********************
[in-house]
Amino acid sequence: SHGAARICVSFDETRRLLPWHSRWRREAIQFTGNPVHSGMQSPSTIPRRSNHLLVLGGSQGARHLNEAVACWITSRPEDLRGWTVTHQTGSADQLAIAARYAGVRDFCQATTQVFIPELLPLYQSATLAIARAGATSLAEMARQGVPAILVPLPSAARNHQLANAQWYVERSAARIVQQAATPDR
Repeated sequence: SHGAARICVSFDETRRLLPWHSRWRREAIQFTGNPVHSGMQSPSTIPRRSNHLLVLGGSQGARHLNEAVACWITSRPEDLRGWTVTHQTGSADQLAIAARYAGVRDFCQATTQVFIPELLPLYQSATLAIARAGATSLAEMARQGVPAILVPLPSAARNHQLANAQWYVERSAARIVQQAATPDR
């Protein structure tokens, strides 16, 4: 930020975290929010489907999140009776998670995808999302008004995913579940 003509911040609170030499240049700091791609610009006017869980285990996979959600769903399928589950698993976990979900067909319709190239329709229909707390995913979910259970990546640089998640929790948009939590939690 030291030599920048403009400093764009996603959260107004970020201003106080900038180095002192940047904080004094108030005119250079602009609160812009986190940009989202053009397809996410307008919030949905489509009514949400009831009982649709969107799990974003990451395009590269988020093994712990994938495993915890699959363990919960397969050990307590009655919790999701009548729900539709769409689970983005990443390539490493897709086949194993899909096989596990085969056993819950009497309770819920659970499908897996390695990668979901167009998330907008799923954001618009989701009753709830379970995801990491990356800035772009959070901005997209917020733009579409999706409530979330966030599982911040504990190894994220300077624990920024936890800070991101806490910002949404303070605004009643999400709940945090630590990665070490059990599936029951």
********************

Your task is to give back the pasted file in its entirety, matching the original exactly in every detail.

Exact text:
[in-house]
Amino acid sequence: SHGAARICVSFDETRRLLPWHSRWRREAIQFTGNPVHSGMQSPSTIPRRSNHLLVLGGSQGARHLNEAVACWITSRPEDLRGWTVTHQTGSADQLAIAARYAGVRDFCQATTQVFIPELLPLYQSATLAIARAGATSLAEMARQGVPAILVPLPSAARNHQLANAQWYVERSAARIVQQAATPDR
Repeated sequence: SHGAARICVSFDETRRLLPWHSRWRREAIQFTGNPVHSGMQSPSTIPRRSNHLLVLGGSQGARHLNEAVACWITSRPEDLRGWTVTHQTGSADQLAIAARYAGVRDFCQATTQVFIPELLPLYQSATLAIARAGATSLAEMARQGVPAILVPLPSAARNHQLANAQWYVERSAARIVQQAATPDR
């Protein structure tokens, strides 16, 4: 930020975290929010489907999140009776998670995808999302008004995913579940 003509911040609170030499240049700091791609610009006017869980285990996979959600769903399928589950698993976990979900067909319709190239329709229909707390995913979910259970990546640089998640929790948009939590939690 030291030599920048403009400093764009996603959260107004970020201003106080900038180095002192940047904080004094108030005119250079602009609160812009986190940009989202053009397809996410307008919030949905489509009514949400009831009982649709969107799990974003990451395009590269988020093994712990994938495993915890699959363990919960397969050990307590009655919790999701009548729900539709769409689970983005990443390539490493897709086949194993899909096989596990085969056993819950009497309770819920659970499908897996390695990668979901167009998330907008799923954001618009989701009753709830379970995801990491990356800035772009959070901005997209917020733009579409999706409530979330966030599982911040504990190894994220300077624990920024936890800070991101806490910002949404303070605004009643999400709940945090630590990665070490059990599936029951």